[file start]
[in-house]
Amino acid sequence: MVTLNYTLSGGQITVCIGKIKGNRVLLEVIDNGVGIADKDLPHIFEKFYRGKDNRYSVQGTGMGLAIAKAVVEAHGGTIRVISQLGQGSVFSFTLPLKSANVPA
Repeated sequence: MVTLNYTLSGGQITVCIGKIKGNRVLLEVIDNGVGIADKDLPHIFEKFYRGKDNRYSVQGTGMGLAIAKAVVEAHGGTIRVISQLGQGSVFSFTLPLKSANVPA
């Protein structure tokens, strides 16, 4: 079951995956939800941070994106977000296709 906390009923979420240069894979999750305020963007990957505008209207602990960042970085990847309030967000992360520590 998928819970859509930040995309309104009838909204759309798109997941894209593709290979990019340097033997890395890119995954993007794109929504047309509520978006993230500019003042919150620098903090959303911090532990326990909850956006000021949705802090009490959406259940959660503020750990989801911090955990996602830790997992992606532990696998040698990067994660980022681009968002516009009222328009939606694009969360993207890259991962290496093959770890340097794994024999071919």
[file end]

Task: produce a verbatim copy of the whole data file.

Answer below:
[in-house]
Amino acid sequence: MVTLNYTLSGGQITVCIGKIKGNRVLLEVIDNGVGIADKDLPHIFEKFYRGKDNRYSVQGTGMGLAIAKAVVEAHGGTIRVISQLGQGSVFSFTLPLKSANVPA
Repeated sequence: MVTLNYTLSGGQITVCIGKIKGNRVLLEVIDNGVGIADKDLPHIFEKFYRGKDNRYSVQGTGMGLAIAKAVVEAHGGTIRVISQLGQGSVFSFTLPLKSANVPA
């Protein structure tokens, strides 16, 4: 079951995956939800941070994106977000296709 906390009923979420240069894979999750305020963007990957505008209207602990960042970085990847309030967000992360520590 998928819970859509930040995309309104009838909204759309798109997941894209593709290979990019340097033997890395890119995954993007794109929504047309509520978006993230500019003042919150620098903090959303911090532990326990909850956006000021949705802090009490959406259940959660503020750990989801911090955990996602830790997992992606532990696998040698990067994660980022681009968002516009009222328009939606694009969360993207890259991962290496093959770890340097794994024999071919």